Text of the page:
Farmers in the Caribbean have complained of falling profits and rising costs as the Lomé Convention weakens. Some farmers have faced increased pressure to turn towards the cultivation of illegal drugs, which has a higher profit margin and fills the sizable demand for these illegal drugs in North America and Europe.
Caribbean Financial Action Task Force and Association of Caribbean States
Caribbean nations have also started to more closely cooperate in the Caribbean Financial Action Task Force and other instruments to add oversight of the offshore industry. One of the most important associations that deal with regionalism amongst the nations of the Caribbean Basin has been the Association of Caribbean States (ACS). Proposed by CARICOM in 1992, the ACS soon won the support of the other countries of the region. It was founded in July 1994. The ACS maintains regionalism within the Caribbean on issues unique to the Caribbean Basin. Through coalition building, like the ACS and CARICOM, regionalism has become an undeniable part of the politics and economics of the Caribbean. The successes of region-building initiatives are still debated by scholars, yet regionalism remains prevalent throughout the Caribbean.
University of the West Indies, Jamaica, Barbados, Trinidad and Tobago. In addition, the fourth campus, the Open Campus was formed in June 2008 as a result of an amalgamation of the Board for Non-Campus Countries and Distance Education, Schools of Continuing Studies, the UWI Distance Education Centres and Tertiary Level Units. The Open Campus has 42 physical sites in 16 Anglophone caribbean countries.
^Engerman, Stanley L. (2000). "A Population History of the Caribbean". In Haines, Michael R.; Steckel, Richard Hall (eds.). A Population History of North America. Cambridge University Press. pp. 483–528. ISBN978-0-521-49666-7. OCLC41118518.
^Hillman, Richard S.; D'Agostino, Thomas J., eds. (2003). Understanding the contemporary Caribbean. London, UK: Lynne Rienner. ISBN978-1588266637. OCLC300280211.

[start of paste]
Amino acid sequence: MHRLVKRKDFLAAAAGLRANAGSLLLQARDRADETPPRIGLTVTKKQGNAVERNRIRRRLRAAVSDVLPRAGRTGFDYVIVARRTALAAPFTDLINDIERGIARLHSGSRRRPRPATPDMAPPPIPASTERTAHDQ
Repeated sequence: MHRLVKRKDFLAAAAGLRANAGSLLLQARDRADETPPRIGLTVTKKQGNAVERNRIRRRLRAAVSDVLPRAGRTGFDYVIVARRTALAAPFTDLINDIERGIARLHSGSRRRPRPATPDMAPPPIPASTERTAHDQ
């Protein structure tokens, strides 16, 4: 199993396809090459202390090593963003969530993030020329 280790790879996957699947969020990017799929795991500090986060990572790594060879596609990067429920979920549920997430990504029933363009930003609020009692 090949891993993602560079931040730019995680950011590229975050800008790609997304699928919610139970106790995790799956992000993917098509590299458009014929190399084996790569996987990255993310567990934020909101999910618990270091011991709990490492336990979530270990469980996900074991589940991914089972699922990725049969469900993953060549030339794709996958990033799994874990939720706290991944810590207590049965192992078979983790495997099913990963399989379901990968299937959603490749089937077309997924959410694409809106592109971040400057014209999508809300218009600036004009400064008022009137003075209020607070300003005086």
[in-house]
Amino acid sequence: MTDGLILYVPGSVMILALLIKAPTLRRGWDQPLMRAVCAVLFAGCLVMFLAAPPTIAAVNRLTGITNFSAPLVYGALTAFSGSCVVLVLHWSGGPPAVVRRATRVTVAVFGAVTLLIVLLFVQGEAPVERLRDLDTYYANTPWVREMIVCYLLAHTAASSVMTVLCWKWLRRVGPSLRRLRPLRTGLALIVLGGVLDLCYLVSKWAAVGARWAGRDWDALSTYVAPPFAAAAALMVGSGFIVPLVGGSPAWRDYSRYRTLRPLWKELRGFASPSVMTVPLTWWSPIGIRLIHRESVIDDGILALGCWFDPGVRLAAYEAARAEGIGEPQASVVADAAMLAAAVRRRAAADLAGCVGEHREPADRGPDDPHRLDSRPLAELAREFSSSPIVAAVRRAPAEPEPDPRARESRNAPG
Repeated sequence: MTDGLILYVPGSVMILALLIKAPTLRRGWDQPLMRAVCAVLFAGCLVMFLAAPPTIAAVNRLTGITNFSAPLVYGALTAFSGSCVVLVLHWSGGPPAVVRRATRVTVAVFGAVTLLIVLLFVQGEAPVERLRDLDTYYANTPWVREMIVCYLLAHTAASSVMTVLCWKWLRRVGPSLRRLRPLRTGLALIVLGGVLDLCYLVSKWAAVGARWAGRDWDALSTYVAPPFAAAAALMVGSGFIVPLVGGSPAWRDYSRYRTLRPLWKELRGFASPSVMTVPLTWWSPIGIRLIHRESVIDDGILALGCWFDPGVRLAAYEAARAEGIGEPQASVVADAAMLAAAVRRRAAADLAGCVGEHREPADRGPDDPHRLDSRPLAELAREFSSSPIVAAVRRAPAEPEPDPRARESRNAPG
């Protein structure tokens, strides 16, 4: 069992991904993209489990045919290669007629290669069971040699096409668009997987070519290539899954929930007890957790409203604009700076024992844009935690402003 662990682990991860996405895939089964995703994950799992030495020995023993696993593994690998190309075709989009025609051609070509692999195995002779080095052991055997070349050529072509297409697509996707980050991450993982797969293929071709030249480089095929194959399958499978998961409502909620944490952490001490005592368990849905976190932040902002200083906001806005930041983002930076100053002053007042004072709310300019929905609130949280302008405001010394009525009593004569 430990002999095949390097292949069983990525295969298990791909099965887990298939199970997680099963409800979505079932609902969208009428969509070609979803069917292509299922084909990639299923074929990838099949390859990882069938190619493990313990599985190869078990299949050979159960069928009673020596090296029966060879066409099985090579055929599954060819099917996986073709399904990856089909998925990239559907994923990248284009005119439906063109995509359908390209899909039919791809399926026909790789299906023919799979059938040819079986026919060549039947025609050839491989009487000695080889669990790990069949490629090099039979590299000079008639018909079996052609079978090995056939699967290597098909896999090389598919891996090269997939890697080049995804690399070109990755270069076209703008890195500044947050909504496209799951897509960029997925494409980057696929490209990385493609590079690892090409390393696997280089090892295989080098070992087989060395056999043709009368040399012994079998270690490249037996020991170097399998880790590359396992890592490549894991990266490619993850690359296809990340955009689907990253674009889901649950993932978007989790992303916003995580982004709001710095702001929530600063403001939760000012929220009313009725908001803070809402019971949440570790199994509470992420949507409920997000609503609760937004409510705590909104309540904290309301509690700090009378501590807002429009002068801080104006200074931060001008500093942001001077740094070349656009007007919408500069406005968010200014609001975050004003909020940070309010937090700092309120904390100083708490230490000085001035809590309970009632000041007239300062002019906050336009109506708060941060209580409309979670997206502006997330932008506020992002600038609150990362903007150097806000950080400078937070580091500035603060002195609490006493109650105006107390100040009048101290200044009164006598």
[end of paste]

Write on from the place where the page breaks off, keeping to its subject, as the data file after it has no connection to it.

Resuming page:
^Higman, B. W. (2011). A ConciseHistory of the Caribbean. Cambridge: Cambridge University Press. p. xi. ISBN978-0521043489.
^"North America". Britannica Concise Encyclopedia; "... associated with the continent is Greenland, the largest island in the world, and such offshore groups as the Arctic Archipelago, the Bahamas, the Greater and Lesser Antilles, the Queen Charlotte Islands, and the Aleutian Islands," but also "North America is bounded ... on the south by the Caribbean Sea," and "according to some authorities, North America begins not at the Isthmus of Panama but at the narrows of Tehuantepec."
^The World: Geographic Overview, The World Factbook, Central Intelligence Agency; "North America is commonly understood to include the island of Greenland, the isles of the Caribbean, and to extend south all the way to the Isthmus of Panama."
^"Carib". Encyclopædia Britannica. Archived from the original on 2008-04-30. Retrieved 2008-02-20. inhabited the Lesser Antilles and parts of the neighbouring South American coast at the time of the Spanish conquest.
^In the early 20th century, only the pronunciation with the primary stress on the third syllable was considered correct, according to Frank Horace Vizetelly, A Desk-Book of Twenty-five Thousand Words Frequently Mispronounced (Funk and Wagnalls, 1917), p. 233.
^Because of ongoing activity of the Soufriere Hills volcano beginning in July 1995, much of Plymouth was destroyed and government offices were relocated to Brades. Plymouth remains the de jure capital.
^ abSerbin, Andres (1994). "Towards an Association of Caribbean States: Raising Some Awkward Questions". Journal of Interamerican Studies and World Affairs. 36 (4): 61–90. doi:10.2307/166319. JSTOR166319.
Engerman, Stanley L. "A Population History of the Caribbean", pp. 483–528 in A Population History of North America Michael R. Haines and Richard Hall Steckel (Eds.), Cambridge University Press, 2000, ISBN0-521-49666-7.
Hillman, Richard S., and Thomas J. D'agostino, eds. Understanding the Contemporary Caribbean, London: Lynne Rienner, 2003 ISBN1-58826-663-X.
Develtere, Patrick R. 1994. "Co-operation and development: With special reference to the experience of the Commonwealth Caribbean" ACCO, ISBN90-334-3181-5
Gowricharn, Ruben. Caribbean Transnationalism: Migration, Pluralization, and Social Cohesion. Lanham: Lexington Books, 2006.
Henke, Holger, and Fred Reno, eds. Modern Political Culture in the Caribbean. Kingston: University of West Indies Press, 2003.
Heuman, Gad. The Caribbean: Brief Histories. London: A Hodder Arnold Publication, 2006.